Kids have puzzles, Legos, train sets, Barbie dolls and countless other toys with what seems like thousands of parts. So, how can do you keep them all organized?
Before you can organize anything, you have to clean it out. Go through all of your kids' toys and determine what to keep, what to toss and what to donate. Kids grow out of toys very quickly, so it should be easy to decide what you can get rid of.
As for all that beautiful artwork, hang it up. Don't let it stack up in piles. By creating an art gallery in your playroom, you'll also be clearing the clutter. Plus, your kids will be proud to decorate their area with their personal masterpieces.
Remember all those plastic tubs with lids you bought on sale? You know the ones -- stacked in your closet or garage? This is the time to put them to good use! And if you don't have any, it's time to invest in a few.
Blocks, doll clothes, small toy cars, Tinkertoys, Play-Doh, and all the other loose items floating around the house belong together. I strongly recommend using shelves with tubs of different sizes as opposed to toy boxes. Toys last longer when they're stored gently and not stacked, and the kids can find things more easily. This reduces boredom, and makes for fewer trips to the toy store, as well. Larger tubs hold blocks, play food and dishes, sports gear and other pieces that just seem to multiply in the night.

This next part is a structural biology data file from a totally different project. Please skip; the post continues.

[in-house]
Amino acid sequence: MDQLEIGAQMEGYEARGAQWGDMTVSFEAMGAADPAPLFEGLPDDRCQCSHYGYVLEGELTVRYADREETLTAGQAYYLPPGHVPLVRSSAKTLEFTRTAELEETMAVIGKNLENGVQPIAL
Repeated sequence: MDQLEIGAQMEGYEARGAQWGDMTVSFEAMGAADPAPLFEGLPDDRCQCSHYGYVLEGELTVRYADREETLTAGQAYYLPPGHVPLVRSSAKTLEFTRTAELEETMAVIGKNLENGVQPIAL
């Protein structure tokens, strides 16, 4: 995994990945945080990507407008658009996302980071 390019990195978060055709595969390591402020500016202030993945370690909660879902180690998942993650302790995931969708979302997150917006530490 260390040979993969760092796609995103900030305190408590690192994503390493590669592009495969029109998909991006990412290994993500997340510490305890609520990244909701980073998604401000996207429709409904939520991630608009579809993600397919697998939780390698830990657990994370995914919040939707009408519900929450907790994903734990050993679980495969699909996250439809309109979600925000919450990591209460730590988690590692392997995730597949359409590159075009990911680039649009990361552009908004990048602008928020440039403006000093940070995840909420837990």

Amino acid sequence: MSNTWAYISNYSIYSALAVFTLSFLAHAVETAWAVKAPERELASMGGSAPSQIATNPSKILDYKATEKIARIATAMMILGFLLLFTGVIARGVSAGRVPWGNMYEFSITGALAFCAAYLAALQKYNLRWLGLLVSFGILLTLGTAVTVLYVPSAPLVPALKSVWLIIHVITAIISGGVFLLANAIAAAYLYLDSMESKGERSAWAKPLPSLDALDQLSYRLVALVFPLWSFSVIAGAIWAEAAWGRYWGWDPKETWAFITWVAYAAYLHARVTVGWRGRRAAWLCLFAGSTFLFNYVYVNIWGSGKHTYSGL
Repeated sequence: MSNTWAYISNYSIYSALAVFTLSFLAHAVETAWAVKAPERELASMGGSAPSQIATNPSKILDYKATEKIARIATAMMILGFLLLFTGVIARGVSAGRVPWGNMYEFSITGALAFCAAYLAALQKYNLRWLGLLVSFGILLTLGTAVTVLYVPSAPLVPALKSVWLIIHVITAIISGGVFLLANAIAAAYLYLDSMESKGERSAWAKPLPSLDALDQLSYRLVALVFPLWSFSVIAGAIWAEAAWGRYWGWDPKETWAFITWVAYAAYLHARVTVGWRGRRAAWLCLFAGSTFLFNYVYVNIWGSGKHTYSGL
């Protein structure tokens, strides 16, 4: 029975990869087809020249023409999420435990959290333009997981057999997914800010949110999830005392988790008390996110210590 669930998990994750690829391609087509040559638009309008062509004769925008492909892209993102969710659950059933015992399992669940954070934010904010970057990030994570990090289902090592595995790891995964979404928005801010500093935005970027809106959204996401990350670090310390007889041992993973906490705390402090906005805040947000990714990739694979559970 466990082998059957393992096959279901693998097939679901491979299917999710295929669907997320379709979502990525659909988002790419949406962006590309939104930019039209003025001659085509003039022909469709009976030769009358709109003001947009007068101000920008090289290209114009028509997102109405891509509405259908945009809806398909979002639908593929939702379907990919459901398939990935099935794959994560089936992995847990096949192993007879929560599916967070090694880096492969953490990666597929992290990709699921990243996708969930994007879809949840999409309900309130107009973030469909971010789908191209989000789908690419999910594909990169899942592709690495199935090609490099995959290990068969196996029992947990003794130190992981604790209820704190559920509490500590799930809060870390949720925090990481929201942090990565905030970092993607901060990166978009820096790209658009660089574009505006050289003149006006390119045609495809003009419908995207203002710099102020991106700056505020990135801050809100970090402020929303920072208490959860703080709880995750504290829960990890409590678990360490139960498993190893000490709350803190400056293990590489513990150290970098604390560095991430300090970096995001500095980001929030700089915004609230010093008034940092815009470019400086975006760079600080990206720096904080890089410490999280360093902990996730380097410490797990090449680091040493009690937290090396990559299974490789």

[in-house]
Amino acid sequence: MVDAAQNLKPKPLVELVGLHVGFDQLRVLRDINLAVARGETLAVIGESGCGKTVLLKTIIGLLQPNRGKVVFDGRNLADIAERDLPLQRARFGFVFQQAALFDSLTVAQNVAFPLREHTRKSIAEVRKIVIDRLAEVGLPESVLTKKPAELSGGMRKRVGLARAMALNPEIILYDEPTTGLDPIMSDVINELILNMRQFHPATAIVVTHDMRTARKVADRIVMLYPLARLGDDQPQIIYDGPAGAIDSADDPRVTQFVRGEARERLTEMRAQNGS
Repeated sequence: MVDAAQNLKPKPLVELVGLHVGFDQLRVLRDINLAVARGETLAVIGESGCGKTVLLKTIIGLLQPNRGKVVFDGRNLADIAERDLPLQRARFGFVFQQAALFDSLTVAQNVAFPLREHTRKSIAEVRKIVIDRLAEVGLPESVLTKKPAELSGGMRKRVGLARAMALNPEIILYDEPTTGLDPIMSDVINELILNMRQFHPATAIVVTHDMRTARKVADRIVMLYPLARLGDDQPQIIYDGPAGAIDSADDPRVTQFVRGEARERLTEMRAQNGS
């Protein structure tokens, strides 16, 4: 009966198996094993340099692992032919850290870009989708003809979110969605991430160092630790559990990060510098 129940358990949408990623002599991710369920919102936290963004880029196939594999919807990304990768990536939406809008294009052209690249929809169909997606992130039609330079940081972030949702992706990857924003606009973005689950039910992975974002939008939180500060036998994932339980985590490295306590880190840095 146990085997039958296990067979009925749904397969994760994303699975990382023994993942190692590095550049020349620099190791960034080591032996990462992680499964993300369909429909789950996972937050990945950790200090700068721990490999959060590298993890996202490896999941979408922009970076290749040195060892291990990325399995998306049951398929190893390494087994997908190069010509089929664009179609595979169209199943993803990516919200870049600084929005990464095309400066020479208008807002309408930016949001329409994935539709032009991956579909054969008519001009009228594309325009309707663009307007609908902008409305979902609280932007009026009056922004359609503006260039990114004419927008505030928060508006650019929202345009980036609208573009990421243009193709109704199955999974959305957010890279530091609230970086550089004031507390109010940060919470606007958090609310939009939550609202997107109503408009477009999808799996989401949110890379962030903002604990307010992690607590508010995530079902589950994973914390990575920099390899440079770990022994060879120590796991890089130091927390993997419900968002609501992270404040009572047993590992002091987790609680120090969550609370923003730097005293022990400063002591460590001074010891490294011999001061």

Shoeboxes are perfect for Legos, Barbie clothes and accessories, Hot Wheels cars... you get the idea. You can even turn it into a fun craft project by painting and labeling the boxes with your kids. For even further organization, once full, store the shoeboxes in a larger tote with handles on the top for easy access to and from the play area.
Flat, under-the-bed boxes are wonderful for out-of-season clothes and toys. Most closets are not large enough for toys and clothes, so why not store unused toys as you would clothing: kites, beach gear and baseball equipment is stashed during winter months; sleds, hockey sticks and ice skates are stored during the summer.
Try to buy clear tubs for easy viewing, or label with words or pictures for younger children. If they can't see what's inside, chances are they won't use the toys within the nicely organized containers. Kind of defeats the purpose, don't you think?
Get creative, and let the kids help you label the boxes with photos or magazine clippings of the items. This is a good rainy day project, and promotes reading skills for the little ones. Store each child's bins under their beds during the off-season, and swap contents when it's out with the old and in with the new.
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